VOLUNTEERS AND COUNTING
As of 2016, nearly 37,000 D.C households struggle against hunger. While the nation’s federal nutrition programs have a wide reach in Washington, D.C., too many adults and children continue to slip through the nutrition safety net.
The ability to obtain enough food for an active, healthy life is the most basic of human needs. Inadequate access to healthy food leads to poor nourishment and poor health. This can result in high rates of obesity, heart disease, diabetes, and other nutrition-based health problems.
The United States Department of Agriculture (USDA) defines food insecurity as follows: “The availability of nutritionally adequate and safe food, or the ability to acquire such food, is limited or uncertain for a household.” The USDA monitors the extent and severity of food insecurity in U.S. households through an annual, nationally representative survey. The following numbers are according to the USDA’s report: Household Food Security in the United States, 2016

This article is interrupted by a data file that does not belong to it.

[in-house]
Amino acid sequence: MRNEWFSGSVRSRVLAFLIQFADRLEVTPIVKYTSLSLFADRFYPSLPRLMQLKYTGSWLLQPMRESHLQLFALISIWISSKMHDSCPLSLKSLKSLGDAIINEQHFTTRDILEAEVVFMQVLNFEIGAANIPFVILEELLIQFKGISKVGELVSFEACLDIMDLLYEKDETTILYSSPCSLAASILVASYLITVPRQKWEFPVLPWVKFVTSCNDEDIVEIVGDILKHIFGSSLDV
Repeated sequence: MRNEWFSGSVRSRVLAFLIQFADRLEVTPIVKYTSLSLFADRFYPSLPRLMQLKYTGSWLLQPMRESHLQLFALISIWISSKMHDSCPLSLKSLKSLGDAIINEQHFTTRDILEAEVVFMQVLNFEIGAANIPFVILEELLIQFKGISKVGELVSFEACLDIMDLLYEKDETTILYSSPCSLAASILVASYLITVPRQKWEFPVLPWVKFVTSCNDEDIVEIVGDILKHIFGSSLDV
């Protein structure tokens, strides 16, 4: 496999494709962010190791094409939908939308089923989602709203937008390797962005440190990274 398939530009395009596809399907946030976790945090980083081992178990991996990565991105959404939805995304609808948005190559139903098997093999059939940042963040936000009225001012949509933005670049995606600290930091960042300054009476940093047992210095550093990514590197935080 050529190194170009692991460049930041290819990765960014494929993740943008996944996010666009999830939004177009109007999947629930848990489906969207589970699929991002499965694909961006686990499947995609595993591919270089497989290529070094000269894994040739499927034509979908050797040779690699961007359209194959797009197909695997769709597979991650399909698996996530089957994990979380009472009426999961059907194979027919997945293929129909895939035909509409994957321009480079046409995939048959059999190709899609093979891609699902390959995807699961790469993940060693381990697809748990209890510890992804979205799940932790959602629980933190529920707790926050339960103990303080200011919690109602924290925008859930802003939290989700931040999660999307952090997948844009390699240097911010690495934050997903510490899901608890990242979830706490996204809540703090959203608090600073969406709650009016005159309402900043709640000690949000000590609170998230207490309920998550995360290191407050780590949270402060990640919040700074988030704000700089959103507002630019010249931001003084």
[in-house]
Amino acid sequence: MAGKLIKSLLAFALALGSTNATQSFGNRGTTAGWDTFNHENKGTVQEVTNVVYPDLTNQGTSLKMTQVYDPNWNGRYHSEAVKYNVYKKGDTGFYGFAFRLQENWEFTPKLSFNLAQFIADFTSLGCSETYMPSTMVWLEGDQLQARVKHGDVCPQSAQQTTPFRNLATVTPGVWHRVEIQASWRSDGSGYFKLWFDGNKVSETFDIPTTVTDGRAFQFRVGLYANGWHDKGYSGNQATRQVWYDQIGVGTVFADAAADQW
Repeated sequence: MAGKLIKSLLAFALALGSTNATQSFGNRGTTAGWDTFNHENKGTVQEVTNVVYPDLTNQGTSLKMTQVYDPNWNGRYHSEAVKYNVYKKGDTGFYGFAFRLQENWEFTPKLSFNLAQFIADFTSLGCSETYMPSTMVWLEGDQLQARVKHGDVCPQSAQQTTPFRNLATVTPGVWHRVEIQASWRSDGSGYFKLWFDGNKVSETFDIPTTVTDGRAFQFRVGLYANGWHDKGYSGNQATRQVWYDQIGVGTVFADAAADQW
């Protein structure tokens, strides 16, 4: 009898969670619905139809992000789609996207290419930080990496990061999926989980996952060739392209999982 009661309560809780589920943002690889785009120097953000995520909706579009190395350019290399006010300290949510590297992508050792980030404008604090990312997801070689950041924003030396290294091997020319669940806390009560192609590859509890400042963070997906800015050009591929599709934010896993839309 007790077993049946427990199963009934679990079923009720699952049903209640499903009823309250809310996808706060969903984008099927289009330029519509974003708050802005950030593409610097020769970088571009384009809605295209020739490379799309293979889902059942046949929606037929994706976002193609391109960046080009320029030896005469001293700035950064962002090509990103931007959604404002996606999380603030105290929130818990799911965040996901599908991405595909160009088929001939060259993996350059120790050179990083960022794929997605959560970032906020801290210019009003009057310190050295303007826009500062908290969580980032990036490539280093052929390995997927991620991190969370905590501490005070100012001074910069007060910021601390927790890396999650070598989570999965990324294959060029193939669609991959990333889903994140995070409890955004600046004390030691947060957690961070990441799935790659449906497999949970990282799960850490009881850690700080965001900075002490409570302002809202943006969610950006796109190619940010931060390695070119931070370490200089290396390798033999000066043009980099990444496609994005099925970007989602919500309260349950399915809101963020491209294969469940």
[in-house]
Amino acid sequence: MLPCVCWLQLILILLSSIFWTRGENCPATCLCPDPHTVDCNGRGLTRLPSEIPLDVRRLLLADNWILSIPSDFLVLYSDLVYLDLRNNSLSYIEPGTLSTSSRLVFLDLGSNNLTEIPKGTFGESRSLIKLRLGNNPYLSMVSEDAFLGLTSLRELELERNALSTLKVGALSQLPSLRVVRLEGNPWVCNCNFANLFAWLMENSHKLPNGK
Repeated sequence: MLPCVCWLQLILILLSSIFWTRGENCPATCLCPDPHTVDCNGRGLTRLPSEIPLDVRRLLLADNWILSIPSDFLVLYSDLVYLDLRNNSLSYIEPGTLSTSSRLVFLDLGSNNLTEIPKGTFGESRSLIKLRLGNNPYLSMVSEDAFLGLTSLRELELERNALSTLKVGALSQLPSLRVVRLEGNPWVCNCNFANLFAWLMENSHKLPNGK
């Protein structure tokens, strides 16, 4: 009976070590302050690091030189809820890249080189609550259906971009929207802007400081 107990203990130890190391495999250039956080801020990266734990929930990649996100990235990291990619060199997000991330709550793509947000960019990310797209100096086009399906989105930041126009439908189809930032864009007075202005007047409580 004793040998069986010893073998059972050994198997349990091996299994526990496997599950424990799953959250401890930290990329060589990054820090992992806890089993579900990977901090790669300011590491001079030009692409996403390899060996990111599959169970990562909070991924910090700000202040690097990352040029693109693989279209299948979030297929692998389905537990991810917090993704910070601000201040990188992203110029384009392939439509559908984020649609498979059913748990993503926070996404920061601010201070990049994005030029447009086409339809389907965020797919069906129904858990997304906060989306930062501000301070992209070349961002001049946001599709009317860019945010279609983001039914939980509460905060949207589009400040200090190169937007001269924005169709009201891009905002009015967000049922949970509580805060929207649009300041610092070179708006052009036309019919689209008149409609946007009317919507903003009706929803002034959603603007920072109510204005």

- 4% of all households in the District of Columbia were food insecure in 2014-2016, equating to nearly 37,000 homes in D.C. not having enough food.
- Among the 11.4 percent of D.C. households struggling with hunger, 4.0% of households were considered to have “very low food security.” People that fall into this USDA category have more severe problems, experiencing deeper hunger and cutting back or skipping meals on a more frequent basis for both adults and children.
- 1% of households in Maryland face food insecurity, equating to 232,603 households.